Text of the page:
Moving Forward

My time attending Loras College is coming to a close, and so, too, is my column; in a few short days, I will join my fellow Duhawks as we walk across the graduation stage.

Since this will be my last article for The Lorian, I’d like to say thank you to a number of people. Thank you Cassie Busch for an awesome job as Editor-in-Chief, and thank you for being such a wonderful classmate, too. I’d also like to thank my friend Lucas Tully for taking the time he did to read through and critique my work. And my final thanks goes out to you — the reader — for bothering to read the words I wanted to share.

For those wondering, while I am leaving Loras, I plan on hanging around Dubuque. So don’t fret; you’ll still see more from me. In fact, I have *another* column that I just started with a website called It’ll be a bi-weekly post titled ‘Moving Forward,’ so look out for me there.
The self-plugs don’t stop there, I’m afraid, because with my last article I’d like to talk to you about the Committee for Perfecting Our Union.

The power of people is the last thing that I’ll write about here, because Millennials like us are in a unique position to understand its usefulness. After all, we’re students, we’re literally trained how to learn. And we learn a lot during our four years here, and we all know that there are two parts to learning. First, we digest the information given to us, be it a reading or the classroom chalkboard. We observe the data presented to us for notable trends or details, and we internalize the important info for future recollection. The other half of learning requires that we practice what we learned — which, as we know, is the hardest part of learning. Professors don’t just assign readings; they test whether we read by asking for our writings. Professors don’t just lecture; they make sure we’re listening each time they hand out an exam. Therefore, learning is not only the process of understanding information but also acting on what that knowledge brings.

Here’s a learning exercise for you. Ask yourself this: since the election’s results, what have you observed about our politics? Have you seen politicians with integrity of character, or dutiful public servants working for the betterment of America and our fellow Americans? Have you heard inspiring words during speeches with aspirational visions of our Nation’s future? Maybe a few specific occasions you did, but let’s face it. Washington and politics in general has been pretty horrific lately.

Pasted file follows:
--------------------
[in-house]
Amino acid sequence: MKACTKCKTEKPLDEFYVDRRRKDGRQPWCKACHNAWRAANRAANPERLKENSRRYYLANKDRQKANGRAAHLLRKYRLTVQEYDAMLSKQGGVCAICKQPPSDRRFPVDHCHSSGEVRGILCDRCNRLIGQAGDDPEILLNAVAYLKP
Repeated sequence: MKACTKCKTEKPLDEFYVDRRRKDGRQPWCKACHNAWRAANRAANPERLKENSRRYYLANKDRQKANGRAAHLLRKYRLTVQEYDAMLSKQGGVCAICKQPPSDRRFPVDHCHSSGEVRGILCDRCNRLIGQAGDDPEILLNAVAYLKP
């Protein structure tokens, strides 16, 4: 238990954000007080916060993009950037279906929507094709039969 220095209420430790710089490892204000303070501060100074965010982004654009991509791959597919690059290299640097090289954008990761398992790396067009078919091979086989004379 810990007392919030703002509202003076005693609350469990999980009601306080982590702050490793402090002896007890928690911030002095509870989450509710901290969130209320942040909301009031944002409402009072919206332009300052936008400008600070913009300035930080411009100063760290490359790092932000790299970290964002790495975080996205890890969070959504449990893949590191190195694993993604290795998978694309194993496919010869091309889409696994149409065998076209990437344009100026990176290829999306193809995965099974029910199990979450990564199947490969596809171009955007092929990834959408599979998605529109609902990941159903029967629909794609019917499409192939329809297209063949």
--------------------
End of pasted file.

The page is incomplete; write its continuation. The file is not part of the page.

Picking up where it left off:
Our Congress, and our government, with its politics and politicians living it up in Washington D.C, they are incredibly unpopular — like single digits. Yet if so many organs of American government, then why hasn’t it changed in order to regain its long-lost popularity? President Obama was elected as a figure willing and capable to accomplish just that, but he ultimately failed to live up to his promises. He failed because he was one person man seeking to change the ways of an entire city, which is tragically ironic for he knew better than anyone else that people collaborating together can achieve far more than only one person working alone.

Which is why I want to ask if you would like to help work toward a More Perfect Union? I know that sounds like a tall order but it’s really not. There are small simple tasks which can be done around Dubuque that contribute to the accomplishment of larger complex goals. Through the work of good deeds such as food drives or community clean ups, we can spread the good word and persuade people to our cause of creating a smarter, healthier, wealthier, safer and more promising future. We’ll be completing service projects and sponsoring community events starting this summer and the diversity of activities will grow with the numbers of you who join. If you want to find out more then check out the group Facebook page at or email us at

Don’t forget to look out for my next column at and you can follow me on Twitter @dallas_knapp for further updates.

Knapp Time, over and out.

Google+ Linkedin

Written By :

Dallas Knapp is an opinion columnist for The Lorian.

Leave a Reply